Keep in mind that many of the most selective colleges do not award any merit aid. While they are extremely generous with need-based aid, no money is available for “being really smart”. With competition for admissions as tough as it is, a college can make the case that every student accepted has merit. Check with your college before applying if you need financial help and won’t qualify for need-based aid.

  • How can I know which formula the school uses to determine financial aid eligibility?

    A good place to start is thefinancial aid section of a college’s website. A college that requires the FAFSA form only is using the federal methodology for calculating financial aid. Some colleges require the CSS Profile form and/ortheir own institutional form in addition to the FAFSA. These schools will typically use the institutional or consensus formulas.

  • Why are they counting my home equity? Do they expect me to sell my house to pay for college?

    I like to call the Expected Family Contribution or EFC a family’s “Estimated Family Capacity” to absorb costs. It’s really a measure of wealth. Colleges don’t expect you to “sell your house” or cash out your investments as we’ve often been asked. Frankly, they don’t care how you raise the funds and they are not making recommendations on how to pay the college bill. are merely assessing the family’s financial position. And, a case can been made that where two families have the same income yet one family owns a home with equity and the other rents, the homeowners are likely more financially stable and has more wealth. (Remember schools that only require the FAFSA form will not take the value of your primary residence into accounts when assessing your eligibility for aid.)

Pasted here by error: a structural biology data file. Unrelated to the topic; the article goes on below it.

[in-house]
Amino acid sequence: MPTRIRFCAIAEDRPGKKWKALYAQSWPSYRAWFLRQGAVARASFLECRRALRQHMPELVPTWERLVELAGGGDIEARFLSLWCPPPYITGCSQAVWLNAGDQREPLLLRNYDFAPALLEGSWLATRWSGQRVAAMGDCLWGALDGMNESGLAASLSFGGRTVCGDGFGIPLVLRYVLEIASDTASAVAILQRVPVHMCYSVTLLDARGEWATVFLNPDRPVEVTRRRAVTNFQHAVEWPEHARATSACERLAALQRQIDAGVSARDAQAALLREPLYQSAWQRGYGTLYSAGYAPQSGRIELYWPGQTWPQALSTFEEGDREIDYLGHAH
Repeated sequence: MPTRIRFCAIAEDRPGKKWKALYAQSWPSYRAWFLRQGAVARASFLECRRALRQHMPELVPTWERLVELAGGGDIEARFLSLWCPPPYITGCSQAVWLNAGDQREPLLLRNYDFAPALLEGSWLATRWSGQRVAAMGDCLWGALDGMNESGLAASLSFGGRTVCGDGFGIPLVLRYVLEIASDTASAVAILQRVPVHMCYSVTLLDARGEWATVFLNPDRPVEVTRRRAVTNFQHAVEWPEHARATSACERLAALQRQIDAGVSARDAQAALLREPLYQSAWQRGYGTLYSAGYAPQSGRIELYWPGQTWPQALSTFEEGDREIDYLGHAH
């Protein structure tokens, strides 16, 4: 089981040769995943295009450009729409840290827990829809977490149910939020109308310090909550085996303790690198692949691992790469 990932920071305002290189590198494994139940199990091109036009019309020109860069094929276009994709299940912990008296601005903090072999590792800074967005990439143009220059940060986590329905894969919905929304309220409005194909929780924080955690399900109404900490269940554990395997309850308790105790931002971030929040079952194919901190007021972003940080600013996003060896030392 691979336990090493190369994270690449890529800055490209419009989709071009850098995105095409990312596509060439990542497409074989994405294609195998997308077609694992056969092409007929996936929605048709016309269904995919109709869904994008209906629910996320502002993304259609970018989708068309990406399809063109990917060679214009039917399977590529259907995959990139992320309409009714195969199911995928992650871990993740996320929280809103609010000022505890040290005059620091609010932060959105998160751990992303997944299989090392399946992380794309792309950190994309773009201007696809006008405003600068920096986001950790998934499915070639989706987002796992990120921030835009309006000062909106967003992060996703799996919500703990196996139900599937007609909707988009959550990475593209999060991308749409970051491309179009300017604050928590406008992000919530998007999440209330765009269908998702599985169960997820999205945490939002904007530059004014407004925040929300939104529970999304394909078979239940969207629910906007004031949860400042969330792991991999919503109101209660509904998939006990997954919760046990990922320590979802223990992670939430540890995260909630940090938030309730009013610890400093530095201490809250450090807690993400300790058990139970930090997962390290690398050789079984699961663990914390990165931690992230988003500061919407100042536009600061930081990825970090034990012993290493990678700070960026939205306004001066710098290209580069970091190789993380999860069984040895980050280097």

• Will I be punished for saving money?

    This is a commonly held belief by many parents. Truth is because the formulas assess income more heavily that assets, this may or may not be an issue. For example, $10,000 of income can add up to $4,700 to your EFC. $10,000 in assets would add about $560. You’ll be expected to be contribute at least the total college cost or the EFC whether you have the assets or not. Wouldn’t it better to have at least some of the funds?